Filling in the blanks on long-term funding for the Oregon Health Plan

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Issues and actions in Oregon health today

April 12, 2019

Filling in the blanks on long-term funding for the Oregon Health Plan

More than 1 million Oregonians (1 in 4 state residents) receive health coverage through the Oregon Health Plan (OHP). Last month, legislators reached early agreement on steps to partially fund OHP for the next 6 years. Now lawmakers are considering two more measures that would generate stable long-term funding to fill the rest of the budget gap:

Tobacco tax would save lives and costs

On Wednesday, Governor Brown testified in support of HB 2270, which would increase the price of tobacco by $2.00 per pack and a 65 percent tax on the wholesale price of vaping products. Governor Brown said raising the price of tobacco and e-cigarettes would “improve health and save lives.” A $2.00 per pack price increase for cigarettes will:

  • Reduce cigarette consumption among youth by 21 percent and 14 percent among adults.
  • Save OHP more than $52 million per year in direct health care costs.
  • Prevent more youth from smoking. E-cigarette use among 11th graders nearly tripled in the past 4 years (from 5 percent to 13 percent). Nearly half of all teens who smoke cigarettes started with vaping products.

The tax is projected to raise $346 million. Ninety percent of revenue would help maintain coverage and services in the Oregon Health Plan. Ten percent would support tobacco cessation programs among state and local public health programs, tribes and culturally-specific programs serving Oregon’s diverse communities.

HB2270 Testimony

Behavioral health justice reform bills introduced

New research shows a small group of people frequently cycle through Oregon’s criminal justice and health care systems:

  • Last year, fewer than one in 10 people booked into 12 county jails accounted for nearly one-third of all booking events.
  • Two-thirds of these frequent arrestees are OHP members – they were more than 150 times more likely to use hospital emergency departments and 650 times more likely to be substance users than the typical OHP member.
  • Total utilization of jail and emergency department services costs the state and counties approximately $92 million per year for this complex-needs population who have been booked into jail four or more times in a year.

The Behavioral Health Justice Reinvestment Committee is co-chaired by OHA Director Allen and Marion County Sheriff Jason Meyers and facilitated by OHA’s new behavioral health director Steve Allen. It developed recommendations to address the needs of this group of people with intensive behavioral health issues and reduce the impact their criminalization has on state and local programs.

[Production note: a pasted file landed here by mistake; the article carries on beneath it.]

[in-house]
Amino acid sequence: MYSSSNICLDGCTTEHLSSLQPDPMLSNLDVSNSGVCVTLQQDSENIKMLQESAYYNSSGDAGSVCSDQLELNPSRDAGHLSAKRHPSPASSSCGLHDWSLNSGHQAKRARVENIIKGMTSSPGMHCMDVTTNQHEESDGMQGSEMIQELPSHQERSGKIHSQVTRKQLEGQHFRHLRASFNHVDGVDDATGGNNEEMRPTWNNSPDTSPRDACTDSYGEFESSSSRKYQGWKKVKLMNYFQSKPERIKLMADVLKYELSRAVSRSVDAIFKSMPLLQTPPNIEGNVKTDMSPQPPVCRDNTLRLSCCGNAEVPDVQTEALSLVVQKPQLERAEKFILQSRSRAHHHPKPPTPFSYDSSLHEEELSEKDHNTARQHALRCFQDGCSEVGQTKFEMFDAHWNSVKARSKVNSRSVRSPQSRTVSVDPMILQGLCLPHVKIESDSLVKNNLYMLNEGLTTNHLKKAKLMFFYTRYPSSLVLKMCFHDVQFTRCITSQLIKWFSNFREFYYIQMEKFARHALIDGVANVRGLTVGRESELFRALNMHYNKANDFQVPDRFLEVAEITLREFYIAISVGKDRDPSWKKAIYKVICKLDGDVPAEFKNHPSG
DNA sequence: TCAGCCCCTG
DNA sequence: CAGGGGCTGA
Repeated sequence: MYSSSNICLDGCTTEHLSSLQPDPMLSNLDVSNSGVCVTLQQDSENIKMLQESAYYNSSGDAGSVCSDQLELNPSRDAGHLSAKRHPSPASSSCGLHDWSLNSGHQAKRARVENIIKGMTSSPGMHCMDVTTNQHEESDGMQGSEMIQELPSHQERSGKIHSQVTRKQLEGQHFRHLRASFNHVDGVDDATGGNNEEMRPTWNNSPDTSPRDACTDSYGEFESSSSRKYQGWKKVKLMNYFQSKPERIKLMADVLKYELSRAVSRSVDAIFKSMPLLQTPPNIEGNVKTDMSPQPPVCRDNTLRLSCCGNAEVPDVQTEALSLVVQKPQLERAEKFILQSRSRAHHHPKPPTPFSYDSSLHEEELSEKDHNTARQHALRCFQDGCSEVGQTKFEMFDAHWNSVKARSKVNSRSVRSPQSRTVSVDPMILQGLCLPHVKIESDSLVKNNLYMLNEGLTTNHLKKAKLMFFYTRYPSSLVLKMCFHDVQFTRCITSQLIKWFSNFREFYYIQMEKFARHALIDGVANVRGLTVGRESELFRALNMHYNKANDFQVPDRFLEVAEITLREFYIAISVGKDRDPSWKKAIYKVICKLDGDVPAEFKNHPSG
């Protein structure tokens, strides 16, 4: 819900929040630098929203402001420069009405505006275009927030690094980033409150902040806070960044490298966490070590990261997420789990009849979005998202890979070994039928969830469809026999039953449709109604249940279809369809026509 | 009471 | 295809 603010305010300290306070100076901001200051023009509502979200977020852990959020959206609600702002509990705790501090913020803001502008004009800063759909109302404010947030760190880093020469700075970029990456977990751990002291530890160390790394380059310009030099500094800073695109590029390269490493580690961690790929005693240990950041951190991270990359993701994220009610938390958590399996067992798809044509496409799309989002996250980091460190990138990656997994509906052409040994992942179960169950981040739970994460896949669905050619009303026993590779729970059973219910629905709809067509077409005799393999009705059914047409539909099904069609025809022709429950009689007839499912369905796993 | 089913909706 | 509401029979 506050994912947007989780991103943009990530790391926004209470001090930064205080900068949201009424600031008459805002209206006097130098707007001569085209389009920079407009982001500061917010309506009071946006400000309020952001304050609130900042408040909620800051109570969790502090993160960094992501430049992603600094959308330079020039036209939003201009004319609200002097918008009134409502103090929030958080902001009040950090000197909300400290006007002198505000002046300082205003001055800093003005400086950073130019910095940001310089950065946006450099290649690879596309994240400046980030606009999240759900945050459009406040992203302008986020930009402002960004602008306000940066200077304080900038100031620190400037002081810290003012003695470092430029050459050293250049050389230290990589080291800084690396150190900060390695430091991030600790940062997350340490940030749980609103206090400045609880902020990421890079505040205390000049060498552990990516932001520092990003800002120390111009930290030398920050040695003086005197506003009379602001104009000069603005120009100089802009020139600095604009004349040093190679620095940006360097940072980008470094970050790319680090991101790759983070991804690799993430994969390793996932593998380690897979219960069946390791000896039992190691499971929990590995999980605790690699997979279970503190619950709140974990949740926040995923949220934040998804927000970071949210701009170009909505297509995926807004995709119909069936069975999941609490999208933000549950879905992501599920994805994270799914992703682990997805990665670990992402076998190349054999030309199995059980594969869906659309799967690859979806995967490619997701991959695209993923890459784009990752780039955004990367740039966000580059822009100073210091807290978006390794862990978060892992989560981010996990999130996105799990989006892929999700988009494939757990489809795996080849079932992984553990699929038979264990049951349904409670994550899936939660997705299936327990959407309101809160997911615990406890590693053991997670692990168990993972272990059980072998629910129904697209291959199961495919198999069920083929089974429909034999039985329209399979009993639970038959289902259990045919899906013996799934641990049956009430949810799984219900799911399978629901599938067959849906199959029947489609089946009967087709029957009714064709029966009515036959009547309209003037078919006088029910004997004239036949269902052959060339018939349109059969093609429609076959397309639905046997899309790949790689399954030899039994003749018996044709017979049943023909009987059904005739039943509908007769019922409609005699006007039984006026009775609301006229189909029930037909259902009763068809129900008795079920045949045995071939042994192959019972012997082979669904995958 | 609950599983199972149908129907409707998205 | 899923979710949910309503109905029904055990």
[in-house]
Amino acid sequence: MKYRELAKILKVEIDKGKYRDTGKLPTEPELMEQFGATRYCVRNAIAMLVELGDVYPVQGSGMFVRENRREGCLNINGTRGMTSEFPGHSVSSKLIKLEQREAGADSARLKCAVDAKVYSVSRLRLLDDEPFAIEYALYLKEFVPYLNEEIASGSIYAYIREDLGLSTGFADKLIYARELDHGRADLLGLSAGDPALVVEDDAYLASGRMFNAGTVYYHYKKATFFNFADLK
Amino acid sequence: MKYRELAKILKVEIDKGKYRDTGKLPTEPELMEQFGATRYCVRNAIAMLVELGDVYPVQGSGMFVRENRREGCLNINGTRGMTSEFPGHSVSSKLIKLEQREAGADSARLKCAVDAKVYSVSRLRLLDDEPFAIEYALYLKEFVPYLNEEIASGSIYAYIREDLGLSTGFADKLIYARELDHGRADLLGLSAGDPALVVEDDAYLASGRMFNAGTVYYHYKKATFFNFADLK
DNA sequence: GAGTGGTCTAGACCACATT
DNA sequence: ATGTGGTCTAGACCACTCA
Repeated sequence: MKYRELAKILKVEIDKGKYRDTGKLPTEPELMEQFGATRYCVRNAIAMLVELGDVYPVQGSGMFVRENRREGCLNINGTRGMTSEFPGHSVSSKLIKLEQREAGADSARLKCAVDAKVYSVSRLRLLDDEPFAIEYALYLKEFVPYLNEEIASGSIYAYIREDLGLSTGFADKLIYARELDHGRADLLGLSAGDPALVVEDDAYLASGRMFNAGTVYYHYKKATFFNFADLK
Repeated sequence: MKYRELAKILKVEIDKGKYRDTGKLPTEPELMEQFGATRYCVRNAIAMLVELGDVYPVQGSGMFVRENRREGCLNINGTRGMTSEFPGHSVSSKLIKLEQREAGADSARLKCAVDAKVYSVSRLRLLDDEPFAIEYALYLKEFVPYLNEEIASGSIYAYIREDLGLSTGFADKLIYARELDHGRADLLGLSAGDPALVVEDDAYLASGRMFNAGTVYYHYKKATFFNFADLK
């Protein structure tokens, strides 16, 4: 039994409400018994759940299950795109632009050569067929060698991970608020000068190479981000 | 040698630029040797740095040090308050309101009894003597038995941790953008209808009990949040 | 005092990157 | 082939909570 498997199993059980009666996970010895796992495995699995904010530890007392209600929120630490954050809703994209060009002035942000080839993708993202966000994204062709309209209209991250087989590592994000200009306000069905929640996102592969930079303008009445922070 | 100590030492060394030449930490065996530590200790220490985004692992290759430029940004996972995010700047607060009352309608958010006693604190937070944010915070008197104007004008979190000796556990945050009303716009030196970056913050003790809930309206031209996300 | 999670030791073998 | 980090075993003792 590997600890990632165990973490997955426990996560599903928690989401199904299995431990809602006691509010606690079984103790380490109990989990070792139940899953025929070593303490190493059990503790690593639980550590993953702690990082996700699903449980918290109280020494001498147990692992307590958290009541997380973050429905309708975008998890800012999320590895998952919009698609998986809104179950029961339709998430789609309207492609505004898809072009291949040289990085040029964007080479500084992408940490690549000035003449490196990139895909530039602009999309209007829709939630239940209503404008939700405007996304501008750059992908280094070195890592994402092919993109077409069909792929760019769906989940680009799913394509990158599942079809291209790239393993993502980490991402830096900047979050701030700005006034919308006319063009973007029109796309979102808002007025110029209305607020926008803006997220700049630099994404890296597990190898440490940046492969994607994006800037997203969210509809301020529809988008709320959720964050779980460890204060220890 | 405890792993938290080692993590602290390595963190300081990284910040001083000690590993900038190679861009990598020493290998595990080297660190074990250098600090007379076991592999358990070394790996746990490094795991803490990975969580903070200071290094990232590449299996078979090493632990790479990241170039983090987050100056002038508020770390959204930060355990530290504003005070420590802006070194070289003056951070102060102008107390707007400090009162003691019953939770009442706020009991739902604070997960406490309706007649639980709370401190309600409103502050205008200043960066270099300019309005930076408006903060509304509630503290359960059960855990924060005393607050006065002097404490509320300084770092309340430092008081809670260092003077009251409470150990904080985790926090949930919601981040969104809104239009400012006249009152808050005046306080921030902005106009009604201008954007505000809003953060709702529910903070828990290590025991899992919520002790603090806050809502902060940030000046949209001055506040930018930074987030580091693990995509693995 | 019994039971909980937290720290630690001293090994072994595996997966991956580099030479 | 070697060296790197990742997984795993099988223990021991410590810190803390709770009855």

Two weeks ago House and Senate Judiciary committees introduced legislation (HB 3281 and SB 973) that would fund local and state partnerships to reduce jail bookings, support recovery, provide stable housing, and improve employment for this vulnerable population. The bills would allocate $188 million over three years (through a new grant program overseen by OHA and the Oregon Justice Department's Criminal Justice Division), including nearly $85 million for housing supports.


Employer Health Care Responsibility Act would boost coverage for low-paid workers

Despite Oregon’s health insurance coverage rate of 94 percent, some employers that pay relatively low wages do not provide health care coverage or offer coverage their employees can’t afford. When employers do not provide health coverage – or affordable health coverage – to low wage workers, taxpayer-funded programs such as OHP bear the cost. Or people and families go without health care.

The Employer Health Care Responsibility Act (HB 2269) would require large employers (companies with 50 or more employees) to contribute to employee health coverage in one of two ways:

  • Spend directly on health care services for employees (e.g., pay for a procedure or office visit) or
  • Pay into the Health Care Access Fund, which would contribute $120 million to offset the cost the Oregon Health Plan bears for covering uninsured employees of large companies $329-$397M to increase affordability and access for employees purchasing insurance on the Marketplace.

The bill is the fourth component of Governor Brown’s proposed Medicaid funding package, which takes a long-term approach to stabilizing funding for the Oregon Health Plan. Today:

  • Approximately 250,000 employees (1 in 4 workers) at large companies are either ineligible or not offered health care coverage through their employer.
  • Another 150,000 are offered but not enrolled in employer health care coverage.
  • In the third quarter of 2017, approximately 90,000 Oregonians working part-time to full-time for large employers were enrolled in the Oregon Health Plan. These employees are most likely to work in industries such as health care, retail, food service and hotels.